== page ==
Studies about the Rio Grande

By Bio. Miguel Casalinuovo.

Tech. Carlos Luizón began studying salmonids in the Rio Grande system in 2006. He described the basic biology of trout in his thesis with the help of Dr. Miguel Pascual, of GESA. Around the same time, the University of Montana, in conjunction with Dr. Jack Stanford, conducted the first environmental analysis of the fishery. These researchers and the data they collected have helped shape current fish management strategies on the Rio Grande.

Since 2009, the Río Grande’s Sea Run Brown Trout (ST) fishery explotation model has been the subject of review. The goal is to maintain the quality and health of the fishery and to build a scientific-based program for future fisheries management. The current use is based on ST mortality control via catch and release regulations and restricted rod capacity in the Argentine section of the river. Tierra del Fuego residents and non resident anglers have a limited number of rods in the system, and the regulations ban catch-and-kill practices from December to the end of season (April). Furthermore, the Government together with the private operators of fishing lodges and other resource users are working to establish regulations that conserve and/or improve the resource. These studies are essential to establishing fisheries optimization programs—some sponsored jointly by private businesses and local government agencies.

In December 2010, a workshop was held in Rio Grade City as part of the review process to establish the best practices in the river. It included all stakeholders and primary river users. The meetings encouraged discussion on the development and benefits of an integrated management plan for recreational fishing in the Rio Grande by the Study Group on Anadromous Salmonids (GESA, CENPAT-CONICET) at the request of the Province. A platform was developed to analyze fishery management options, to simulate the evolution of the fishery at different levels of fishing pressure, and to study the implications of new fisheries regulations. It was based on an individual growth model that explores the evolution of the ST population and the quality of fishing when subjected to a specific fishing pressure (level of fishing mortality and size regulations).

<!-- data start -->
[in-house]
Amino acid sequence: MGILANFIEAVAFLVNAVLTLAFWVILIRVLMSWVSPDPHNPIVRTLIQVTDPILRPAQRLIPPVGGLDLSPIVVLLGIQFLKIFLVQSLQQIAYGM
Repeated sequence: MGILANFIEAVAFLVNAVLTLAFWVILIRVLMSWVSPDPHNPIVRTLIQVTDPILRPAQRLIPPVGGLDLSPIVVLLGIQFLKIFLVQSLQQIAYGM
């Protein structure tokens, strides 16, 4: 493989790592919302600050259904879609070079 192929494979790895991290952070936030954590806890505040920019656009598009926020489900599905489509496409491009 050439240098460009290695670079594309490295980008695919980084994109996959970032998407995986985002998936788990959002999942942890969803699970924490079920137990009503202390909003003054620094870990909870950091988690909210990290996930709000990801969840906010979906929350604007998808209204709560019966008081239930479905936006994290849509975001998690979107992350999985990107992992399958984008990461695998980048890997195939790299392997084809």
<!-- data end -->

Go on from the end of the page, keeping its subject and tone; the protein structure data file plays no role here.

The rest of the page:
The biological components that were used to construct this platform are based on size and age structures, as well as the analysis of individual fish growth. Capture scenarios were based on the current use of the fishery as a starting point to analyze management alternatives. The current state of the fishery refers specifically to the total number of fish caught per season in the system and the number of fish killed as a result of fishing activity, whether for direct kill (legal fishing or poaching) or post-release mortality associated with catch and release (C&R)

In the same workshop, sources of uncertainty stemming from limited existing information were also discussed. This type of proposed fisheries management is new in the country, and there is a lack of robust data for some of the variables that feed the models. Thus, these uncertainties must be considered as one of several benchmarks to improve the predictive model. Three major sources of uncertainty that affected results were: a) The size of the run, b) Mortality associated with catch in the entire system (coastal nets, poaching, public zone), and c) Mortality associated with C&R carried out mainly by private operators.

As a result, since 2012, complementary studies headed by fisheries biologist Miguel Casalinuovo have been designed to more accurately estimate the parameters needed to feed the general model. These studies are ongoing, and include: estimating post-release mortality, determining ST run size, and assessing fish movement using radio-telemetry. Results of these studies will be posted soon.

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